The federal government spends hundreds of billions of dollars annually contracting out goods and services, including building highways, employing janitorial services in federal office buildings, and hiring security at nuclear laboratories. Prevailing wage laws—such as the Davis-Bacon Act of 1931 and the McNamara-O’Hara Service Contract Act of 1965—help ensure that this spending does not drive down local wage and benefit standards; that businesses providing good jobs can compete; and that taxpayers get good value for their money.
Unfortunately, prevailing wage laws are under attack and could be repealed by this Congress. Several bills have been introduced to eliminate these long-standing laws, and reports indicate that these provisions could be attached to must-pass bills such as appropriations or defense authorization legislation. Despite his claims to be a pro-worker president, President Donald Trump has not committed to supporting these laws. Repealing prevailing wage laws would cut the wages of millions of workers and their families and ultimately cost taxpayers dearly.
The Davis-Bacon Act applies to workers on federally supported construction contracts, while the Service Contract Act applies to service workers on federal contracts. Both laws ensure that workers on government-funded projects are paid the going market rate—or the prevailing wage—based on surveys of wages and benefits for occupations in each local market. This helps standardize wages across an industry and ensures that government spending does not drive down market wages. In areas where there are a number of high-road firms—firms that treat their workers well—and market wages and benefits are high, the prevailing wage helps support good jobs. In areas where market wages are lower, the prevailing wage is also generally lower. Yet no matter the condition of the local labor market, prevailing wage laws help ensure that the federal government doesn’t undercut local standards.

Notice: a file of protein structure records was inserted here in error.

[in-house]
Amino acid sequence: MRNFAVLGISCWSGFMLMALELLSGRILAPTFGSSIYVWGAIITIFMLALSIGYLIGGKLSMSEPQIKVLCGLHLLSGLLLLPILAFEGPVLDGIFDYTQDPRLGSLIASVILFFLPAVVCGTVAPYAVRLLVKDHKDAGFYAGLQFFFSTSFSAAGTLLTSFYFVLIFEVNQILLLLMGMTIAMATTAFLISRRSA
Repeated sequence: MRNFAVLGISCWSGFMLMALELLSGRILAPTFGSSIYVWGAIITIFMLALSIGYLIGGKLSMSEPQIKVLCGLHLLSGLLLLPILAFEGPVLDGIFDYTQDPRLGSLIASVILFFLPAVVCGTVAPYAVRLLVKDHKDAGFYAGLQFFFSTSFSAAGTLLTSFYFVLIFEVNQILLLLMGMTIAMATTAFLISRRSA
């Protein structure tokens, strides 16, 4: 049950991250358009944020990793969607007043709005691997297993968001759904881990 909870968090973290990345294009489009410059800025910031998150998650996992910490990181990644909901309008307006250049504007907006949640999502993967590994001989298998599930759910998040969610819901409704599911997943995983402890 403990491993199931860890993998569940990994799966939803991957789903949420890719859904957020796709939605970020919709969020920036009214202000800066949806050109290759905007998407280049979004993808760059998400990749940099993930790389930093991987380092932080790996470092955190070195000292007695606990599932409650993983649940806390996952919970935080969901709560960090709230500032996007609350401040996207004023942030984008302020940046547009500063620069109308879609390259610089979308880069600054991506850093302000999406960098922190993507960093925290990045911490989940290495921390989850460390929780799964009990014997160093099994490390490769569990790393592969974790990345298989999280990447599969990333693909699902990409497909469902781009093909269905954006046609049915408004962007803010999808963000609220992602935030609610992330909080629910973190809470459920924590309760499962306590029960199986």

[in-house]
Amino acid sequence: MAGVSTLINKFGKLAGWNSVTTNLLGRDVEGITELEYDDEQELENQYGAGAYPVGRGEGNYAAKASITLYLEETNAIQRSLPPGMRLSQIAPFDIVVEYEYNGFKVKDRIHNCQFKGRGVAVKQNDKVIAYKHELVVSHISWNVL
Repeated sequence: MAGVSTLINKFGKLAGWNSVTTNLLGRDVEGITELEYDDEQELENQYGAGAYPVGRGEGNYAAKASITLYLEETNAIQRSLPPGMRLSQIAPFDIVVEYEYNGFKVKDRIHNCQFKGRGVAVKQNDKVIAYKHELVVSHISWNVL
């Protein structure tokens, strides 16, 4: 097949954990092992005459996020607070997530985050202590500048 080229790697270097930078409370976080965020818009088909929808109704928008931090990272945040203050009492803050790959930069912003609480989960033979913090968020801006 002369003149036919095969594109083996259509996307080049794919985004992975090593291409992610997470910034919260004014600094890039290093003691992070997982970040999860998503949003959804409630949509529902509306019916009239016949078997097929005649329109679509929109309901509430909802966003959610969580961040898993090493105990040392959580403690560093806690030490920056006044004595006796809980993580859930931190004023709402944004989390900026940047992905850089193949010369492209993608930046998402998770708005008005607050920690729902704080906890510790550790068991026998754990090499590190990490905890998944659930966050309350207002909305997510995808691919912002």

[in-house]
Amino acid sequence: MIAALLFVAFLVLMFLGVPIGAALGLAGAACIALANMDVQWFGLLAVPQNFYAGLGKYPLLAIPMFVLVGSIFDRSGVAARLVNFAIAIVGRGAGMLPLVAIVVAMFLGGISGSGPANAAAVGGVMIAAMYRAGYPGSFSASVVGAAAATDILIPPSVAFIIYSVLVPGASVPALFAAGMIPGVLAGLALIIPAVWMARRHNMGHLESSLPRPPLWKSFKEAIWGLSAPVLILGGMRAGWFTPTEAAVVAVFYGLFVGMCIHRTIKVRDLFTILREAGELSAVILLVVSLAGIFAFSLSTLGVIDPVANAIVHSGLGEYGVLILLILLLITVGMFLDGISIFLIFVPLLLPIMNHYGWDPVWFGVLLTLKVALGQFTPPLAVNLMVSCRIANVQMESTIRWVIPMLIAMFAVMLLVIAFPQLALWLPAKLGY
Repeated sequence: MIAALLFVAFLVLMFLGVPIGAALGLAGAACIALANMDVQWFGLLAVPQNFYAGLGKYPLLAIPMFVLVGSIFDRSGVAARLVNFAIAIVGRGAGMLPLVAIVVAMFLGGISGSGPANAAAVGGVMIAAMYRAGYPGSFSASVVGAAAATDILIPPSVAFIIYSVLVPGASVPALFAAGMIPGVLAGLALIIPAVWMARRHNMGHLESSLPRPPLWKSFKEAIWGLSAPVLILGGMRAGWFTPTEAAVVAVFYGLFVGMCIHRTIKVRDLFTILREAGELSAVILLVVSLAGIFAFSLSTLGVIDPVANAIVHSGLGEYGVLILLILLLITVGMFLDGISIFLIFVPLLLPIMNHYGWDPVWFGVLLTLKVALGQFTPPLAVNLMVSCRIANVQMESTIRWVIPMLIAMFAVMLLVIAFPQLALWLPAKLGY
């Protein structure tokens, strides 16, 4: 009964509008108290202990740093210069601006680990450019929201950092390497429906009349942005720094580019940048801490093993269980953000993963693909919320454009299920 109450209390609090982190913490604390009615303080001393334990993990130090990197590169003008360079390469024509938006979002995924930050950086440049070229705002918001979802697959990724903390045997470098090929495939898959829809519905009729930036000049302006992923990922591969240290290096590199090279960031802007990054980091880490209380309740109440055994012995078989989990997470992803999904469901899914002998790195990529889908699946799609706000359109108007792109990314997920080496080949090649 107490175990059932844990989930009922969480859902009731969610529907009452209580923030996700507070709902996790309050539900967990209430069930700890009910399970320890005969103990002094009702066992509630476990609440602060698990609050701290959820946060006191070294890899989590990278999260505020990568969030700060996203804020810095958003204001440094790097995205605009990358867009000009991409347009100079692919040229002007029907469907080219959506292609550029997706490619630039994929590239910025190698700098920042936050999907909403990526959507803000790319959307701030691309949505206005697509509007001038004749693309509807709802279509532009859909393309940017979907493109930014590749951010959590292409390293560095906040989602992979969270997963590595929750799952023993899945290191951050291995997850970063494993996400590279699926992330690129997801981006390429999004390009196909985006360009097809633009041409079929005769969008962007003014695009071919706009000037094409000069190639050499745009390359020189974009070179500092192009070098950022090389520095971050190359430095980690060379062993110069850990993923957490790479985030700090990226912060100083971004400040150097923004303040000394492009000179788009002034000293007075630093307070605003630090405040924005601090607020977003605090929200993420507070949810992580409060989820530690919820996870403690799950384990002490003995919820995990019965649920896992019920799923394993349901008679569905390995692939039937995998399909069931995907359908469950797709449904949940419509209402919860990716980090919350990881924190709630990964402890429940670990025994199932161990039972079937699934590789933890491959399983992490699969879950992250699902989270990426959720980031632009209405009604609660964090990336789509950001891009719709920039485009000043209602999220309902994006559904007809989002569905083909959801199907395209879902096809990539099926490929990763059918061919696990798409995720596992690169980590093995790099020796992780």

Without these standards, the government purchasing process could cause wages in the market to spiral downward: This is because the government frequently awards contracts to the lowest bidder, which gives a natural advantage to those companies that pay their employees the least. This is especially true because of the federal government’s significant purchasing power. In many cases, the federal government is the largest buyer by far in the market, with the power to set the rate for goods, services, and labor. As a result, government spending could lower wages for workers throughout the private sector.
Millions of workers and their families would be harmed if these laws were eliminated
One in five private sector workers are employed by companies that have contracts with the federal government. In fiscal year 2016 alone, the federal government awarded nearly $128 billion dollars in contracts covered by the SCA’s or Davis-Bacon’s wage and benefit standards, according to the government’s contracting database, USAspending.gov. One agency—the U.S. Department of Defense—was responsible for 57 percent of this SCA- or Davis-Bacon-covered spending.